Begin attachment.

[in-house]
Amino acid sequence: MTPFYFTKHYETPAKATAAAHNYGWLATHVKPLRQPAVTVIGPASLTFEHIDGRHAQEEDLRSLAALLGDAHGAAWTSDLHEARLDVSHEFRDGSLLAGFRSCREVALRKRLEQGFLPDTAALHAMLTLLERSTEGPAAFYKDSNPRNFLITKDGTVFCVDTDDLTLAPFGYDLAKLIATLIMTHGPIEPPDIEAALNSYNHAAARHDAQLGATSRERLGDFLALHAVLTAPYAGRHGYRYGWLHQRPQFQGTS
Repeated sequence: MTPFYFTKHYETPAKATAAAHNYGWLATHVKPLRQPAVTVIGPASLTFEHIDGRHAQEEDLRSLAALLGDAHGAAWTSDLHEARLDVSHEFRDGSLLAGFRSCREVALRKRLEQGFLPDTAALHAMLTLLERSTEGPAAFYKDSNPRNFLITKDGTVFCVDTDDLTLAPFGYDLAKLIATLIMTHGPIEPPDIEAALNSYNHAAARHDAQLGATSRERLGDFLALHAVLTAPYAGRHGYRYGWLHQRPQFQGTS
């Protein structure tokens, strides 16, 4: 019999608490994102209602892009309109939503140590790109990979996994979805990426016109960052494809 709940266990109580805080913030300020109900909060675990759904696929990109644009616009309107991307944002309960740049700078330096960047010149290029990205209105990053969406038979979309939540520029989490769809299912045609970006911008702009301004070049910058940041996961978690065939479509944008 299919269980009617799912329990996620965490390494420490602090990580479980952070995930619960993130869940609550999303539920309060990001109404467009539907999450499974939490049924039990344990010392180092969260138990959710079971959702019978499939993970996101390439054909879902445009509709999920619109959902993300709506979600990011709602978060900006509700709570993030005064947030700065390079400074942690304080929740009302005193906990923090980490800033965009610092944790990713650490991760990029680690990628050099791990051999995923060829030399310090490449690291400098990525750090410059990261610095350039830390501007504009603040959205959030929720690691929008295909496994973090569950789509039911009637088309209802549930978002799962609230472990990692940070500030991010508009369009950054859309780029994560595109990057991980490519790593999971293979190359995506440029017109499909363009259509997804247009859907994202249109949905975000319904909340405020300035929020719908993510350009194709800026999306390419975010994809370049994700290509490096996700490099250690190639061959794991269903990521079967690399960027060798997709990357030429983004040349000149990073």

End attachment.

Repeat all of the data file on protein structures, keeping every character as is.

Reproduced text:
[in-house]
Amino acid sequence: MTPFYFTKHYETPAKATAAAHNYGWLATHVKPLRQPAVTVIGPASLTFEHIDGRHAQEEDLRSLAALLGDAHGAAWTSDLHEARLDVSHEFRDGSLLAGFRSCREVALRKRLEQGFLPDTAALHAMLTLLERSTEGPAAFYKDSNPRNFLITKDGTVFCVDTDDLTLAPFGYDLAKLIATLIMTHGPIEPPDIEAALNSYNHAAARHDAQLGATSRERLGDFLALHAVLTAPYAGRHGYRYGWLHQRPQFQGTS
Repeated sequence: MTPFYFTKHYETPAKATAAAHNYGWLATHVKPLRQPAVTVIGPASLTFEHIDGRHAQEEDLRSLAALLGDAHGAAWTSDLHEARLDVSHEFRDGSLLAGFRSCREVALRKRLEQGFLPDTAALHAMLTLLERSTEGPAAFYKDSNPRNFLITKDGTVFCVDTDDLTLAPFGYDLAKLIATLIMTHGPIEPPDIEAALNSYNHAAARHDAQLGATSRERLGDFLALHAVLTAPYAGRHGYRYGWLHQRPQFQGTS
């Protein structure tokens, strides 16, 4: 019999608490994102209602892009309109939503140590790109990979996994979805990426016109960052494809 709940266990109580805080913030300020109900909060675990759904696929990109644009616009309107991307944002309960740049700078330096960047010149290029990205209105990053969406038979979309939540520029989490769809299912045609970006911008702009301004070049910058940041996961978690065939479509944008 299919269980009617799912329990996620965490390494420490602090990580479980952070995930619960993130869940609550999303539920309060990001109404467009539907999450499974939490049924039990344990010392180092969260138990959710079971959702019978499939993970996101390439054909879902445009509709999920619109959902993300709506979600990011709602978060900006509700709570993030005064947030700065390079400074942690304080929740009302005193906990923090980490800033965009610092944790990713650490991760990029680690990628050099791990051999995923060829030399310090490449690291400098990525750090410059990261610095350039830390501007504009603040959205959030929720690691929008295909496994973090569950789509039911009637088309209802549930978002799962609230472990990692940070500030991010508009369009950054859309780029994560595109990057991980490519790593999971293979190359995506440029017109499909363009259509997804247009859907994202249109949905975000319904909340405020300035929020719908993510350009194709800026999306390419975010994809370049994700290509490096996700490099250690190639061959794991269903990521079967690399960027060798997709990357030429983004040349000149990073």